Work Depression in Parents and Its Effect on Family Life

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Work depression — whether it happens in a traditional workplace or as a result of remote work amid the pandemic — has effects on parenting and children's welfare. It is wise for parents to be aware when they have symptoms of work depression and get the necessary support and treatment.

Depression Affects Over 17 Million American Adults Every Year

According to the National Institute of Mental Health, there is an estimated 17.3 million Americans over the age of 18 who suffer at least one major depressive episode in a year. Depression is not the feeling of sadness alone, but it is often coupled with anxiety, lethargy, difficulty in concentrating, loss of motivation, unexplained crying, and frequent boredom.

ALSO READ: Weaning off Depression Medication: A Major Concern After NYC Mom Commits Suicide With Daughter

Understanding Work Depression

Healthline reveals that work depression can lead to absenteeism, loss of productivity, physical and mental health concerns, and even increased substance use. Psychiatrist and regional medical director at Community Psychiatry Leela R. Magavi explains that work depression can be caused by risk factors such as:

  • Workplace gossip and bullying
  • Limited social support at work
  • High job demands or excessive workload
  • Imbalance of effort and reward
  • Being overworked or underpaid
  • Unfair expectations
  • Low decision Latitude
  • Workplace politics
  • Unclear roles at work
  • Dismissive managers
  • Poor Job Fit

Additionally, psychiatrist Rashmi Parmar, M.D. noted that the early detection and awareness of work depression, as with any health condition are key to resolving this concern. Parmar further noted the more common signs manifested by work depression such as:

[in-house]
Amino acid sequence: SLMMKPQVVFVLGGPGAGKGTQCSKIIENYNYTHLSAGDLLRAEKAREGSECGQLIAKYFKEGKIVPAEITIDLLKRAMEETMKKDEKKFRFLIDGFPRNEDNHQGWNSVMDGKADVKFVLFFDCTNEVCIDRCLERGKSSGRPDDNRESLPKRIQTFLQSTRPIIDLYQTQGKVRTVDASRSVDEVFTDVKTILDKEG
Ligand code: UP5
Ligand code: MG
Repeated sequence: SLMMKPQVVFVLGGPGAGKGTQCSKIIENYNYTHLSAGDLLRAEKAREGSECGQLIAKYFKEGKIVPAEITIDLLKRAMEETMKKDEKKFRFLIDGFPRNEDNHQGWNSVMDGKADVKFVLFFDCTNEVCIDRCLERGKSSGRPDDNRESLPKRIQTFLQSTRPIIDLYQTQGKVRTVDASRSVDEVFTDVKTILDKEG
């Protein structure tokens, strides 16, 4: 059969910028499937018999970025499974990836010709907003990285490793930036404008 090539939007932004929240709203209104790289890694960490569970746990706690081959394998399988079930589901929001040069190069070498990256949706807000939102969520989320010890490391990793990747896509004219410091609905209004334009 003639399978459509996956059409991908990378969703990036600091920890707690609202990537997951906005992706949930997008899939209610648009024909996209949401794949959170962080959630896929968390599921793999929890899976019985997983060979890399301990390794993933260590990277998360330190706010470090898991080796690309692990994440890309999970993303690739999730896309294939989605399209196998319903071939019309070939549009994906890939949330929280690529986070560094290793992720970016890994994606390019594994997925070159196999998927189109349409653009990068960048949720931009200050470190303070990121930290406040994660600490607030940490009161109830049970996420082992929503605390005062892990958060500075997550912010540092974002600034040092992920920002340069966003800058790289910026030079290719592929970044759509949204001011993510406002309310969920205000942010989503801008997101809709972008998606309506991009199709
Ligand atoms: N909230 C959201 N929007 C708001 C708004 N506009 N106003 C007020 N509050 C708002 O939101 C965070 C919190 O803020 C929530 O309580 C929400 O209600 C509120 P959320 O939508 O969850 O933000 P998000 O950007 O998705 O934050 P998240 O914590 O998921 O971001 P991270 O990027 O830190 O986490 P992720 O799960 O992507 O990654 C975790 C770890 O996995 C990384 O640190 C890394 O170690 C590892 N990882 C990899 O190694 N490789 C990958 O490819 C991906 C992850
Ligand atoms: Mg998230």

• Low energy, boredom in tasks, and complacency
  • Increased anxiety levels hen managing stressful situations at work
  • Low mood and persistent feelings of sadness
  • Feeling overwhelming guilt, worthlessness, and hopelessness
  • Inability to pay attention to work tasks and retain information
  • Sudden changes in appetite and sleep
  • Physical symptoms such as fatigue, headaches, and upset stomach
  • Impaired decision-making ability
  • Making excessive errors at work
  • Increased irritability
  • Tearfulness at work
  • Increased absences
  • Indifference and withdrawal from people

ALSO READ: Boy Dies of Drug Overdose, Mom Blames Pandemic for His Depression

Effects of Parental Depression on Children

An NCBI report on the associations between parental depression and child health and psychological functioning revealed the effects on the development of children. Depressed parents tend to display more hostility and negative parenting. In some cases, the depressed parent may withdraw from their child, unable to meet the child's needs.

Parental depression is associated with a child's poorer physical health and well-being. Children of depressed parents display signs and vulnerabilities towards insecure attachment. They also present a more difficult temperament, heightened emotionality, self-blame, lower academic performance, fewer instances of happiness, and more aggression. Such children also tend to have poorer functioning of their stress response systems.

It is therefore vital that parents struggling with work depression get the help, support, and therapy they need. Separation of work and family life can be difficult when depression creeps in.

Following routines could also help. Parmar notes, "without a routine, it gives way to depressive thoughts and feelings."

If parents can change their social environment at work, this can also have a positive effect on their parenting and family life.

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